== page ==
“He was always so worried about his diabetes,” Beal said. “I think that’s why he kept running. He was afraid if he stopped, he’d one day lose feeling in his feet and then it would be too late and he couldn’t run anymore.”

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‘Now he’s with us’
Beal doesn’t remember the exact date of the last time she heard from her brother. She knows she asked if he could go to Colorado with her for Christmas to see her daughter last December.

After that conversation, she didn’t hear back from him. She called a few times, but he either didn’t answer, or the phone went to voicemail.

That, in and of itself, wasn’t unusual. Allison hadn’t mastered cell phone use and sometimes his battery lay dead for days. And maybe, Beal figured, he’d just gotten annoyed with it and turned it off.

“I kept trying and couldn’t get a hold of him,” she said. “But the phone was still active and it was still his voicemail on there, so I wasn’t really worried.”

Anyway, the two had spent the majority of their lives separated from each other, so long breaks in between contact weren’t a rarity.

But the lack of response started to nag at Beal, who finally sent her brother a Christmas card with a note that said “Call me.”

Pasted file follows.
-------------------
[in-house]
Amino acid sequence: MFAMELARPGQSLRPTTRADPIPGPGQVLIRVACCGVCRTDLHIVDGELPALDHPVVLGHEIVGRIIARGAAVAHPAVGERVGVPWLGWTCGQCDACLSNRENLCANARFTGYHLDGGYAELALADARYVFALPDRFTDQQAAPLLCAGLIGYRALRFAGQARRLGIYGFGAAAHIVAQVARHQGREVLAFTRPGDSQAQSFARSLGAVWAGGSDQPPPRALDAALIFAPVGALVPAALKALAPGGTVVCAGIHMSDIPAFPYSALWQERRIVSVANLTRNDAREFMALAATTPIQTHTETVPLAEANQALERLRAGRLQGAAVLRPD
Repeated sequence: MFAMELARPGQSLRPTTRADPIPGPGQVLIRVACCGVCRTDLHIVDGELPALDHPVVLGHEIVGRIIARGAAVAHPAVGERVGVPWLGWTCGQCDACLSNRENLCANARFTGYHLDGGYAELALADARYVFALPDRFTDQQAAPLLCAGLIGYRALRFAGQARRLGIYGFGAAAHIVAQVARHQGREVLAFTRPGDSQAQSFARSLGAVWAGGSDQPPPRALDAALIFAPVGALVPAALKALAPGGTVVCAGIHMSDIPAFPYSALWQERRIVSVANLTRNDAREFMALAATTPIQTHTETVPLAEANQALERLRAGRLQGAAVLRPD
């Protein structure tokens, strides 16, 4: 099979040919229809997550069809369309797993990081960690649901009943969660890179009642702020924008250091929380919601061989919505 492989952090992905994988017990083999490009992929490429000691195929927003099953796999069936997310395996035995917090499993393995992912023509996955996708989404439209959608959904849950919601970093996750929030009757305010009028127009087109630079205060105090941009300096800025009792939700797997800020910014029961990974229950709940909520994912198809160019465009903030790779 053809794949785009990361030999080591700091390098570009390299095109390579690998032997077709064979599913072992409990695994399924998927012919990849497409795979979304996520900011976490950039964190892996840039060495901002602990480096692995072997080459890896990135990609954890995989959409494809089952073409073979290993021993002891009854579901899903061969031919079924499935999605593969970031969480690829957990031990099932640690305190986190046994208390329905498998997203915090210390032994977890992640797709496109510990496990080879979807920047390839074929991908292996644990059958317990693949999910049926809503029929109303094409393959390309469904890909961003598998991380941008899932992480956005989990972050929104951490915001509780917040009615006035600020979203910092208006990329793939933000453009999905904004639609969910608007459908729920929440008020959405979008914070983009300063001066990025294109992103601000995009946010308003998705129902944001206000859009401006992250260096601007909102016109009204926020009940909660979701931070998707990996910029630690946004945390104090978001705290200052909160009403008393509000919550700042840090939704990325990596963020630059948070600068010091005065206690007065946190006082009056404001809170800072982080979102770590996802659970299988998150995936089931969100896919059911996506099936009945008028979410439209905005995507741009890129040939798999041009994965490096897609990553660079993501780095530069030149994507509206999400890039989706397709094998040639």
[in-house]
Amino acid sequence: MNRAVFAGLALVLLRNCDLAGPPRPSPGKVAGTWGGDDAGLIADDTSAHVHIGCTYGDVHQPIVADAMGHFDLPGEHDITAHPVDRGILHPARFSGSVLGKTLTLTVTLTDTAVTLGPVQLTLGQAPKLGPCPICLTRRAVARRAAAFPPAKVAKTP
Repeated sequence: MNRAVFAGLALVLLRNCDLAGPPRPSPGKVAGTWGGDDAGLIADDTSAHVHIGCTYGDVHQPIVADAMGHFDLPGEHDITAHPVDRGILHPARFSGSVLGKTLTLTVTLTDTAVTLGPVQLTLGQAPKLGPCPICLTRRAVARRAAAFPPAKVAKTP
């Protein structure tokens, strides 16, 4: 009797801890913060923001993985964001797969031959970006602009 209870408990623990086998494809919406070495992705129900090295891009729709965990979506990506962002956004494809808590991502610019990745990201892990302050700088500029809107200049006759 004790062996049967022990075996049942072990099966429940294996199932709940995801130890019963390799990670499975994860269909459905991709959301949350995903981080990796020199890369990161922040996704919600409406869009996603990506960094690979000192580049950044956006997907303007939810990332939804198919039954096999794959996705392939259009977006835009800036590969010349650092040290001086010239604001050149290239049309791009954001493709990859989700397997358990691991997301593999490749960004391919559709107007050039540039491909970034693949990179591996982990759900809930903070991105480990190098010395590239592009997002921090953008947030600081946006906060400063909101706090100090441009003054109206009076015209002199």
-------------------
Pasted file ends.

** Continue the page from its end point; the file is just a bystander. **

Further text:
Eventually, the card was returned to her. Now she knew something was wrong.

“I called the apartment and they said Joe had died a couple months back,” she said. “I couldn’t believe it.”

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But the apartment also gave her Blackburn’s number. Suddenly she remembered the trip they had taken to The Coffee Bunker with her brother when they visited Tulsa. She gave Blackburn a call, and sure enough, Allison’s ashes were still on his desk.

“Bless his heart, Scott went down to the Salvation Army and claimed his ashes,” Beal said. “So we came down and got them. I guess eventually we’re going to take his ashes to Fort Scott, where we were born, and bury him there.”

Joe Allison had a complicated story. He was a kid who turned into a military veteran who turned into a murderer who turned into a prisoner who turned into a bewildered ex-convict.

“But he had a family who cared about him,” Beal said. “And now he’s with us.”